Why don’t Partnerships pay SDLT on land transfers?



With the introduction of interest rate restrictions from 2017/18 for individual Property Investors there has been a lot of interest in incorporating property businesses.

Technically property investment isn’t a business although HMRC seem to have blurred the lines with their Making Tax Digital documents which describe Property Investment as a Business.

The recent clarification from the Ramsay case has meant that even investors with a small portfolio are likely to qualify for incorporation tax relief provided the landlord is sufficiently active in managing their properties. Claiming Incorporation Tax Relief rolls forward the capital gain into the company.

So that leaves SDLT and re-financing costs as the next major hurdles.

The rules on SDLT for Partnerships are in the Finance Act 2003 Schedule 15 and amendments in the Finance Act 2006 Schedule 24.



It is complicated but essentially it comes down to the following formulae

MV x (100 – sum of lower proportions (SLP))%

What this means is that if the land being put into the partnership is effectively retained by the transferor-partner (or persons connected with the transferor) after the transaction, you basically end up with:

MV x (100-100) = £0

So a husband and wife partnership owning 50% each could transfer the property to a company for 50% of the shares each and in theory there would be no SDLT charge.

To qualify as a Partnership or LLP:

  1. You need to be registered with HMRC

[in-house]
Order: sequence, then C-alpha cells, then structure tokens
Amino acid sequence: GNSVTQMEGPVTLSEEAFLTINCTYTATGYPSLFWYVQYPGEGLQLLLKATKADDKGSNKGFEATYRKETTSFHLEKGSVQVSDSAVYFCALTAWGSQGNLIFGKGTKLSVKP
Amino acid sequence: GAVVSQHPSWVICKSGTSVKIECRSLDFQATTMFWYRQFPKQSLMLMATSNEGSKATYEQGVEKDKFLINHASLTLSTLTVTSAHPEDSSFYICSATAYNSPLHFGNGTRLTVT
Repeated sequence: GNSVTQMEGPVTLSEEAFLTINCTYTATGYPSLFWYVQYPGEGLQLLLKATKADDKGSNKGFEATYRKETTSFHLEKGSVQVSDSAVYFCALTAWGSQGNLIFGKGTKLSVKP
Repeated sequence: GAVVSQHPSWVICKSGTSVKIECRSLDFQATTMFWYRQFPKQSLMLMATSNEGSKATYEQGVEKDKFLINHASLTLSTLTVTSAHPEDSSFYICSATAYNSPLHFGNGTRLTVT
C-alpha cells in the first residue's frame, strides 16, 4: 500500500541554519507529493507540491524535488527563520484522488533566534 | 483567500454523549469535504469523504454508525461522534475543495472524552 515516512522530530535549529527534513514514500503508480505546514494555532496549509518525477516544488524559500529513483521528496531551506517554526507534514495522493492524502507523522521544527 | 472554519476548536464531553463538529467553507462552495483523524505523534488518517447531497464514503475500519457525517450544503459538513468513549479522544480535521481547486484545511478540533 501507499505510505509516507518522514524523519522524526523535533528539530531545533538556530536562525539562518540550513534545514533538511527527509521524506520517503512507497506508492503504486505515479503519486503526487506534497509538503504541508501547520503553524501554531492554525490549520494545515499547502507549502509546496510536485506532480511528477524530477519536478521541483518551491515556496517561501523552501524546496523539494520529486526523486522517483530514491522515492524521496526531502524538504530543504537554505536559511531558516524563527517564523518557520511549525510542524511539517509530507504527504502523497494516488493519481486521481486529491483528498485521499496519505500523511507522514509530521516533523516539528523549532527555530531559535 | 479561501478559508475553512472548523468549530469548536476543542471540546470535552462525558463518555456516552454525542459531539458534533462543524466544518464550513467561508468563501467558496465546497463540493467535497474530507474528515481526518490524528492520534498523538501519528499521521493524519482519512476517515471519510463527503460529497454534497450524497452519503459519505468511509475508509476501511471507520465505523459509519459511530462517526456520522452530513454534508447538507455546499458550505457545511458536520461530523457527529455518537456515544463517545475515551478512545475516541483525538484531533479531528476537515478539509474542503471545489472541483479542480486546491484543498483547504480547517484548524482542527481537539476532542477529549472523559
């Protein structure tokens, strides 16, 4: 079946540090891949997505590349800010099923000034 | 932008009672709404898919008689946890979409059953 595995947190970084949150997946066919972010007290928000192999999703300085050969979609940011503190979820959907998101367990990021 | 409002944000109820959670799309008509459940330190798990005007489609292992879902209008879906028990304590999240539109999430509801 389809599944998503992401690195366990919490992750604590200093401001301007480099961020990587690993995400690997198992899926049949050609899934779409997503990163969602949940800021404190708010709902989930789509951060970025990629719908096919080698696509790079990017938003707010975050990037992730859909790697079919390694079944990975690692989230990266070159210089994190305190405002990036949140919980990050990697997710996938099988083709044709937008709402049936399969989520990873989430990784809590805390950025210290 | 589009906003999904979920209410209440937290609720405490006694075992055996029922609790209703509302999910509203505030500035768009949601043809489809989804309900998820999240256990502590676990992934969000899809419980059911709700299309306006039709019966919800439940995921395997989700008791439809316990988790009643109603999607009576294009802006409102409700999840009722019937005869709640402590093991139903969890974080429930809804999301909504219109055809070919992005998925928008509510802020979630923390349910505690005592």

2. You need a partnership agreement
  3. You need separate bank accounts
  4. Leases and Agreements need to be in the name of partnership

HMRC also require that any restructuring is for Commercial Reasons and not to avoid tax, otherwise it will be caught by anti tax avoidance rules.





HMRC have a surprise for your sleeping partner…. it’s a bill for National Insurance

sleeping partner

Until now if you were a sleeping partner – that is, you took no active part in running the business and only supplied capital and took a share of the profits then you were exempt from National Insurance.

But HMRC have changed their mind, in an announcement on 4th April 2013 they said:

HMRC now considers that Sleeping and inactive Limited Partners are—and have in the past been—liable to pay Class 2 National Insurance contributions (NICs) as self employed earners and Class 4 NICs in respect of their taxable profits. “Inactive Limited Partners” are Limited Partners who take no active part in running the business. This view represents a change from that previously held by HMRC and the Department for Work and Pensions.
Sleeping or inactive Limited Partners who have not paid Class 2 or Class 4 NICs for a past period will not be required by HMRC to pay those contributions.
Sleeping and inactive Limited Partners who are not already paying Class 2 NICs should register on form SA401. Such partners should record the nature of the business being carried out at box 15 on the form as either Sleeping Partner or inactive Limited Partner.
Not good news if you’re an investor who wants a share of the profits, sounds like a good reason to convert to a limited company and pay dividends.